Source: Effective Reading Programs for Secondary Students (August 2017), Best Evidence Encyclopedia
The Detroit Promise is a US school programme administered by the Detroit Regional Chamber that provides the city’s high school graduates with scholarships for state-funded universities and community colleges. To encourage pupils to stay in school once enrolled and to improve their academic outcomes, the Chamber and MDRC created the Detroit Promise Path. This initiative adds four components to the existing scholarship programme: campus coaches who help pupils navigate academic and personal issues, monthly financial support contingent on meeting with coaches, enhanced summer engagement and monitoring and messages informed by behavioural science through a management information system created by MDRC.
MDRC is evaluating the Detroit Promise Path using a randomised control trial design. In a new report, Alyssa Ratledge presents early findings from a pilot cohort of pupils who enrolled in autumn 2016. According to the report:
- The Detroit Promise Path was implemented with fidelity to the model and participation was high. More than 95 percent of pupils responded to coaches’ outreach and two-thirds of enrolled pupils met with coaches as directed.
- Pupils appreciate the programme. Ninety-six percent of surveyed pupils who had been in contact with a coach said the programme was “valuable” or “very valuable” to them.
- The programme had a sizeable impact on enrolment in the second semester and on full-time enrolment in the first and second semesters.
Source: Enhancing promise programs to improve college access and success (July 2017), MDRC
New analysis by the National Foundation for Educational Research (NFER) shows there is no academic benefit to attending partially selective schools. Partially selective schools admit a proportion of pupils by academic ability and/or subject aptitude and a proportion by commonly used non-selective criteria. The NFER identified 38 partially selective schools in England that select more than 10% of pupils on the basis of ability or aptitude, but are not wholly selective grammar schools. Of these 38 schools, 20 selected pupils on academic ability alone. The next most common criterion was academic ability and musical aptitude (10 schools). Four schools selected by aptitude for music alone. The remaining schools selected pupils using a mixture of academic ability and different aptitudes.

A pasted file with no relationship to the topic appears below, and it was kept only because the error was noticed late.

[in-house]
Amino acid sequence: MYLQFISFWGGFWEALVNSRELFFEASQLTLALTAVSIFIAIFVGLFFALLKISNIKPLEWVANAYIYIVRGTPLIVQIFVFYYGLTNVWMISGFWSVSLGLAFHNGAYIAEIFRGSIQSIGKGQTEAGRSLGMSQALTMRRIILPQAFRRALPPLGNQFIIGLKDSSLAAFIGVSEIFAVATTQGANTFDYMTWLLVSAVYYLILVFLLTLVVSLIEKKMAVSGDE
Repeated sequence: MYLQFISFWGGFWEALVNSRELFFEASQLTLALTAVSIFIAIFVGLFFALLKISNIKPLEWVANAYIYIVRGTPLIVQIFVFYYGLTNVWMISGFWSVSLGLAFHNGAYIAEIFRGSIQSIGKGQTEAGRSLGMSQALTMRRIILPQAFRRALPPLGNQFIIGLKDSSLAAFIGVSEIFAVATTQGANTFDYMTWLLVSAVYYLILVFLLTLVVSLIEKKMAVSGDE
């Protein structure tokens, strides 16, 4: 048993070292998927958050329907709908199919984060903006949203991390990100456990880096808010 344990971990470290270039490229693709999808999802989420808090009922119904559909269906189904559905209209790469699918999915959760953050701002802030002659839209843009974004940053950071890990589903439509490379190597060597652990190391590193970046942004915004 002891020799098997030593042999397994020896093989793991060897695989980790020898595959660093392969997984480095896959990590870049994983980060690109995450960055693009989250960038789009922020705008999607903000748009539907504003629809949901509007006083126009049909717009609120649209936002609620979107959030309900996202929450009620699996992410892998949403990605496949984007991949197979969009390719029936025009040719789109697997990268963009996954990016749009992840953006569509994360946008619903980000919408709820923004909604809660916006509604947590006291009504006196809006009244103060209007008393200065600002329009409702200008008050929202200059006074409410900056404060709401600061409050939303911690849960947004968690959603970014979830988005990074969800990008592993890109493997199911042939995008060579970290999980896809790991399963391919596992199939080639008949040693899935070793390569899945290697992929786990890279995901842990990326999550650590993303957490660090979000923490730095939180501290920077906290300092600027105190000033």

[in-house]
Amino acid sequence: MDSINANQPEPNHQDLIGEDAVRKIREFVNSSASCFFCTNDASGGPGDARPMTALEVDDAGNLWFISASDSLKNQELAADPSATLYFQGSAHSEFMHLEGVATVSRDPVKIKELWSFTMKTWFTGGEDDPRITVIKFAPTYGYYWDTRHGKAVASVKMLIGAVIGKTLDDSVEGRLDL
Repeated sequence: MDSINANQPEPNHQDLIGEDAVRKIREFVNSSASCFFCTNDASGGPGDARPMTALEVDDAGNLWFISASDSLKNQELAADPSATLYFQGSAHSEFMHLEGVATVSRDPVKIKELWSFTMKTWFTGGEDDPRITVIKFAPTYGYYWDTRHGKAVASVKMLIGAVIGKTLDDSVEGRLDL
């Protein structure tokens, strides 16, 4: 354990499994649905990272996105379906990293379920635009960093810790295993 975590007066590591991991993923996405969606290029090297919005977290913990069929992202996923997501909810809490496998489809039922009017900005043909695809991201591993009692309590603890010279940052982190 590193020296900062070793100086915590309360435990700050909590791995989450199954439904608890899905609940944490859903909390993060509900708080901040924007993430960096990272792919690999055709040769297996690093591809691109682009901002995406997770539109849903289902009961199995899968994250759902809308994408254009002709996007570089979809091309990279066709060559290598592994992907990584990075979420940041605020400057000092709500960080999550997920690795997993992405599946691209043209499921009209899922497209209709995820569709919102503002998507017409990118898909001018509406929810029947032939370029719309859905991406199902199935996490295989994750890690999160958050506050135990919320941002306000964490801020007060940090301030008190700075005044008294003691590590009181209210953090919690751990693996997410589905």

The findings of the analysis by Karen Wespieser and colleagues revealed that pupils with high prior achievement make less progress in maths at partially selective schools than their peers at non-selective schools (up to five percentage points). Pupils with low prior achievement are less likely to achieve five A* to C GCSEs, including English and maths, than pupils at non-selective schools (up to eight percentage points). In addition, they find that admissions policies at some partially selective schools may act as a barrier to applicants from disadvantaged backgrounds.
Source: The performance of partially selective schools in England (March 2017), National Foundation for Educational Research (NFER).
A report published by the Sutton Trust reveals that 85% of England’s top comprehensive schools are more socially selective than the average state school. However, schools where pupils make the most progress are much less so.
The report looks at the social composition of England’s top 500 comprehensive schools, based on GCSE attainment, and finds that the top-performing schools take just 9.4% of pupils eligible for Free School Meals (FSM), which is just over half the rate of the average comprehensive (17.2%). About half of this gap is due to the location of high-attaining schools in catchment areas with lower numbers of disadvantaged pupils, but the rest is due to social selection in admissions occurring even within those neighbourhoods.
Among the best schools measured by the Department for Education’s new ‘Progress 8’ measure, which focuses on gains, Carl Cullinane and colleagues find that FSM rates are much closer to the national average (15.2%), and that they are less socially selective, with a third of these schools admitting more FSM pupils than their catchment area.
There are indications of improvement in the numbers of disadvantaged pupils attending top schools, with the average 9.4% FSM rate up from 7.6% in 2013. In that year, 57% of the best schools had FSM rates lower than six per cent, but the number below that mark has fallen to 39%.
Source: Selective comprehensives 2017: Admissions to high-attaining non-selective schools for disadvantaged pupils (March 2017) The Sutton Trust